How CX builds customer loyalty and lifetime value in e-commerce

As businesses move to new models of commerce, customer experience (CX) needs to keep pace. After all, new modes of commerce mean new potential to fall short of expectations. If your subscription business isn’t sending goods out on time, your customers will be unhappy. Equally, these new models present new opportunities to cultivate loyalty and grow your brand. So how can you make sure your CX keeps up? Here are some simple ways to delight customers, and ultimately increase lifetime value (LTV).

What consumers are saying

64%

of consumers say customer experience more important than price.

75%

of consumers believe it takes too long to reach a live agent.

74%

of people are likely to switch brands if they find the purchasing process too cumbersome.

Get proactive

Subscription-based models are becoming increasingly common. In fact, subscription businesses grew nearly six times faster than firms in the S&P 500 Index over the 2012-2020 period. Part of the appeal is the lack of effort on the customer’s part: All they need to do is pay a certain amount each month in exchange for a consistent service—and the payment is automated.

To enhance the customer experience and increase LTV, look for small, low-cost wins that don’t cut too far into your bottom line. For example, meal kit retailer Gousto occasionally includes treats—chocolate, a dessert, a side—in their boxes for free to surprise their customers. These are rare enough to improve the customer service without over-inflating the customer’s expectations, but frequent enough to enhance loyalty. Consider implementing a data platform that flags when customers have earned an unexpected gift, so you can make sure you’re rewarding the right people at the right times to maximize LTV.

Alter your agents’ mindset

In the modern CX landscape, it’s vital to empower your customer service agents. No customer wants to hear that an agent can’t meet a small request because they’d need approval from their manager. With this in mind, breed autonomy and independent thinking—and don’t tie your agents too closely to scripts. As part of this mindset change, you need to give your agents clear guidance on the lengths they’re allowed (and even encouraged) to go to in support of your customers.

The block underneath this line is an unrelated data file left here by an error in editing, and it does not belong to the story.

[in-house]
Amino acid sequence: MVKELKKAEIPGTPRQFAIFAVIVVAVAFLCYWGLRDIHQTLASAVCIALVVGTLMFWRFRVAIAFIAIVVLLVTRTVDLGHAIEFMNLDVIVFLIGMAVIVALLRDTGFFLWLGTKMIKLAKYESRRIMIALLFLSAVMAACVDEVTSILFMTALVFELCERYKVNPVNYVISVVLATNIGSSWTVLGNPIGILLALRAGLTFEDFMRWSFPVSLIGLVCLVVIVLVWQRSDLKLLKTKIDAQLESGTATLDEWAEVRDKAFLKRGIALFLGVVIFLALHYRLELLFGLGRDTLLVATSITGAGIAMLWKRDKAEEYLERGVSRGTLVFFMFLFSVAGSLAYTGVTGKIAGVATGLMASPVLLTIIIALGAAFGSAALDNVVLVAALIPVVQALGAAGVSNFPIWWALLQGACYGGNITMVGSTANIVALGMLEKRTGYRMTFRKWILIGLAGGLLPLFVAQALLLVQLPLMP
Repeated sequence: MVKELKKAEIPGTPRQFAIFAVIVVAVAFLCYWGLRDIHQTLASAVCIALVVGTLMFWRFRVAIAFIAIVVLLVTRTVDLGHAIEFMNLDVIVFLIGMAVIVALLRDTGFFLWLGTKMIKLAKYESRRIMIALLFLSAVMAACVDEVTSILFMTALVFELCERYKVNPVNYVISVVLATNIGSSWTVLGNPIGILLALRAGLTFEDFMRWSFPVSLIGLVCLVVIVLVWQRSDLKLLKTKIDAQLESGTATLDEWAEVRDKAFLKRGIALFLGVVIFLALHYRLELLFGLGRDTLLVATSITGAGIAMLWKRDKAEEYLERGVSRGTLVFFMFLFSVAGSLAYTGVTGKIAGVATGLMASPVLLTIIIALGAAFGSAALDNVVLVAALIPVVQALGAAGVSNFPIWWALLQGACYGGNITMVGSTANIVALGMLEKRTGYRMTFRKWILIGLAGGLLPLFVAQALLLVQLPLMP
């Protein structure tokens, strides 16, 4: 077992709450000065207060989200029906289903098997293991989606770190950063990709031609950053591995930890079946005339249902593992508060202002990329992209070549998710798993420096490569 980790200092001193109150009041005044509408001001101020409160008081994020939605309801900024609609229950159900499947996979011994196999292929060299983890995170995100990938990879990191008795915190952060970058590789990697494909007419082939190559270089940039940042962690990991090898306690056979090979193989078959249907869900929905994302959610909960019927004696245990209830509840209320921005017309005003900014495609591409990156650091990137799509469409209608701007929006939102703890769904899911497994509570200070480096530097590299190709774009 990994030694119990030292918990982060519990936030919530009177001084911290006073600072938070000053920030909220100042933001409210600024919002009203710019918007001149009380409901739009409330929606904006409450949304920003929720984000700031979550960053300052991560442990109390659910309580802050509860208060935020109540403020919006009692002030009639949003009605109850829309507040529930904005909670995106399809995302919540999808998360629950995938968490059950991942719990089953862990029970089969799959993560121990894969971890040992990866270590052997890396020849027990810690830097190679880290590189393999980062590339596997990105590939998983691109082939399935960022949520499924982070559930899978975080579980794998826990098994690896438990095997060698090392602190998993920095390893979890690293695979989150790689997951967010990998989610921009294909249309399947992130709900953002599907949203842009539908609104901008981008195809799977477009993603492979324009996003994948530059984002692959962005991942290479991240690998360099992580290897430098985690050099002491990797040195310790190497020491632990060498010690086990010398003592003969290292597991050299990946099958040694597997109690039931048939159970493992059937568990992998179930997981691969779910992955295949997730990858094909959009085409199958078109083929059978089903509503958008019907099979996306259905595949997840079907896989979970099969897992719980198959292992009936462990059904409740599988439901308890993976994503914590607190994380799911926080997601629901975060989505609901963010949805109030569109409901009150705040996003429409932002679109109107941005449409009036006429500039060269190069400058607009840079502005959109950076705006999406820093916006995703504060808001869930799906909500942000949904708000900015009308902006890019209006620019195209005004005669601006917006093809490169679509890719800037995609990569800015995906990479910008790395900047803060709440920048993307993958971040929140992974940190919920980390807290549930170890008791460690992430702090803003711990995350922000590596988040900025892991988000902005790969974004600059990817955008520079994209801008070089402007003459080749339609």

Training shouldn’t stop there, either. It’s crucial to involve agents in the process before and during any new service rollouts, so they’re prepared, empowered, and informed when customers have questions. The more involved they are in the development process, the better they can serve your customers.

 It’s equally important to sync your agents with marketing—making sure they’re fully aligned on any new campaigns or promotions, so they’re not caught off guard and they can iron out potential queries and concerns in advance.

Getting feedback from your customers (and acting on it) is essential to any great CX program. However, don’t forget about the treasure trove of knowledge your agents have. They are on the frontline of customer sentiment.

Be forward in asking for feedback

Getting feedback from your customers (and acting on it) is essential to any great CX program. However, don’t forget about the treasure trove of knowledge your agents have. They are on the frontline of customer sentiment. So it makes sense to get their take on how things are going—especially in the early days of new service models. What’s working? What are customers commenting on, good, or bad? And what aspects of the service do agents feel could improve and evolve? Is there anything that’s making it harder for them to help customers?  

Asking for this kind of feedback doesn’t just help you improve your products and services. It helps your agents feel respected, valued, and appreciated. This will improve your CX further, as happier agents are more likely to provide better service.

Account for wider events

At the time of writing, living costs are rising. The price of essential items like food, utilities, and fuel is biting hard for a lot of customers. As a result, many are looking to trim subscriptions to cut costs. Pay attention to these trends and make concessions for customers where you can.

For example, could you offer discounts on common purchases to long-term customers? Or introduce a delivery service that spares the customer from having to drive to you? Consistent and reliable service in times of uncertainty remains essential—but small gestures that come out of the blue or at the precise moment of need can elevate those experiences even further, and protect LTV even in difficult times.

The more things change …

Even as commerce evolves, the fundamentals of great customer service have not. Unexpected moments that make customers feel heard and valued can go a long way. Alignment between the front and back offices can dramatically enhance CX. And empathy regarding wider circumstances can create lasting bonds between customers and brands. It all adds up to better CX, happier customers, and ultimately higher LTV.